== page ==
4 Steps to Solving Your Core Relationship Problem
When we enter new relationships, we either don’t seem to notice the things that people do that we don’t like, or we just ignore them.
But as time goes on this ‘patience’ becomes more and more tested and sooner or later everything that they do can trigger an annoyance within us and we can then enter in a cycle of a relationship breaking down. If we have tendency to choose destructive relationships then we are likely to persevere with this, as we don’t really understand our relationship dynamics.
An example of this would be:
You enter a new relationship and as time goes on you feel that they are not showing you enough affection, but you don’t address this, hoping that it will get better or you are just being overly sensitive.
As this continues you still keep it to yourself, until you either explode when it gets too much, or you find other things that were okay to you before to moan about.
This can lead the person you are with withdrawing from you, as your reaction is out of context, or becoming more attacking towards you, both are defensive responses to your behaviour (or maybe you are the one who faces the outbursts).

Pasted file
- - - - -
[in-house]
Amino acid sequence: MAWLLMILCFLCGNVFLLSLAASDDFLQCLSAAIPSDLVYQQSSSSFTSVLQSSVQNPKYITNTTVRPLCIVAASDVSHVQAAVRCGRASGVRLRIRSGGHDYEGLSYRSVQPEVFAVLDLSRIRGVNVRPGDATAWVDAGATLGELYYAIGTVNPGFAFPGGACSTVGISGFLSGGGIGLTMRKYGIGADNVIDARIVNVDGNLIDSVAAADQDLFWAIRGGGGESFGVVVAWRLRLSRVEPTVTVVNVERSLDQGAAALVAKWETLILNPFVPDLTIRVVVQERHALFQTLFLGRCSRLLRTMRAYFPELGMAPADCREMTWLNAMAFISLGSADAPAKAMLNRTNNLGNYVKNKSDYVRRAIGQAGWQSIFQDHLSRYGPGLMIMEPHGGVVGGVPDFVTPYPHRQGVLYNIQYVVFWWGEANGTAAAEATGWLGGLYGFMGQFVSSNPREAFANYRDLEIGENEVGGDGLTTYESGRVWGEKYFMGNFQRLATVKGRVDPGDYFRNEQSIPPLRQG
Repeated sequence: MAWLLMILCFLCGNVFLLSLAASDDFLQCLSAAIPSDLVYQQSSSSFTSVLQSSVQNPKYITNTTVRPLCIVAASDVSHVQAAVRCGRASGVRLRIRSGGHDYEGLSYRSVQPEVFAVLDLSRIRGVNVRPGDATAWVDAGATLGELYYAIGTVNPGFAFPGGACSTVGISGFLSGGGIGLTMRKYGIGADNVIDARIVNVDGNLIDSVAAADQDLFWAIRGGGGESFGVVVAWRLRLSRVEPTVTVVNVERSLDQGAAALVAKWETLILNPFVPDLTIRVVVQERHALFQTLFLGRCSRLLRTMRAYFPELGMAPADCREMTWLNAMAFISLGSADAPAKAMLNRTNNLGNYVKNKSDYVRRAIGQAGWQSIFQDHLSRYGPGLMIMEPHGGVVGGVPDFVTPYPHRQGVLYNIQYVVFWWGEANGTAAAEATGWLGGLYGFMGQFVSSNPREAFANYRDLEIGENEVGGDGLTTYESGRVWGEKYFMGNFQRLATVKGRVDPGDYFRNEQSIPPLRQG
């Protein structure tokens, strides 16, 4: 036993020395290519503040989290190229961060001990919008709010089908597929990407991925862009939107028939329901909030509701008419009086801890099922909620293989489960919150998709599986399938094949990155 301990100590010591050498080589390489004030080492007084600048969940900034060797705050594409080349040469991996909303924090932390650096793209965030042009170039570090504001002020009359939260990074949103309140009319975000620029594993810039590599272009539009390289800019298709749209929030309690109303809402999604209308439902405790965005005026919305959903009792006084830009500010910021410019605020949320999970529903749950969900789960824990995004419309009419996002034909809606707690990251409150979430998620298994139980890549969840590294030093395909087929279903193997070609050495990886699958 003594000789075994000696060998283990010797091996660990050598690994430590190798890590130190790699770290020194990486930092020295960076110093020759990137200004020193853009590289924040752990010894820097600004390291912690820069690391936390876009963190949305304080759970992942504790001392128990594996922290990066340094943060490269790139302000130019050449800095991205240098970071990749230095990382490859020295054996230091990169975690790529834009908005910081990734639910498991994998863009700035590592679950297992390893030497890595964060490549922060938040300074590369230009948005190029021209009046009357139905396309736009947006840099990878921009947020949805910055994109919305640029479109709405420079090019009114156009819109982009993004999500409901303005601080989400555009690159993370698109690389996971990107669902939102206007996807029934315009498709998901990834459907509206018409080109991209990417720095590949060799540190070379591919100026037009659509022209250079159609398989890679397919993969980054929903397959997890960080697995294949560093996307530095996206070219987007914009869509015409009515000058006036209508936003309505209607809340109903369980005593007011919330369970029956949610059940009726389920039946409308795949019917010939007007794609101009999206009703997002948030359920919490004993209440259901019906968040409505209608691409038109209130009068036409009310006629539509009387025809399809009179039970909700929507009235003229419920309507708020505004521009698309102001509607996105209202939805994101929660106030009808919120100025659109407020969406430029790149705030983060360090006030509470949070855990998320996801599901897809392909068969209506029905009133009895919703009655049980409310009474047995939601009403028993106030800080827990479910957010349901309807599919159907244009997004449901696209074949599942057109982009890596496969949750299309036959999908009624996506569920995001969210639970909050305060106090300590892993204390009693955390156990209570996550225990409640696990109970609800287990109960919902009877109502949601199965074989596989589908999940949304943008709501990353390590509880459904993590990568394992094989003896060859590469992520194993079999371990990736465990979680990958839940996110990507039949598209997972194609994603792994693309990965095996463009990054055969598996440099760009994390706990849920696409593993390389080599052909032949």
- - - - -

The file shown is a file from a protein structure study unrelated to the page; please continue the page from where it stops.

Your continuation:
As the core issue is not discussed and resolved, then the arguments over the little things continue and the relationship becomes more and more dysfunctional.
If you then stay in this destructive space then there are deep issues to address.
If you want to identify and break your dysfunctional core pattern? Here are four steps that can help you to do so:
1. Identify Your Core Needs
Ask yourself what is missing most from your relationship or what it is that you need more of.
2. Identify What You do to Cope When Those Needs Aren’t Met
How do you feel? Do you address these emotions or put up with the situation until it becomes too much to keep in? Do you find you pick fault with your partner, become jealous, insecure/needy?
3. What Does the Other Person Do?
How do they react to your ‘explosion’, your withdrawal or what you then exhibit because your needs are not being met?
How does this feed your pattern? What are you trying to get them to do by the way you behave?
4. Decide on the Things You Can Change to Break Your Pattern
What choices can you consciously make that break your subconscious learnt behaviour?
Can you choose to be less attacking or withdraw less?
What do you need your partner to do in order to turn this into a healthier space?
How will address this with yourself and with them?
Once you recognise your own pattern, needs and outcomes you are subconsciously aiming for, then communicate this with your partner.
If they are unable to offer you what you need, then you will never feel fulfilled and it is time to move on.
If you would like to discuss this in more detail then please do send me a message using the contact button or call 07709 350019.
I look forward to speaking to you.
Be good to yourself.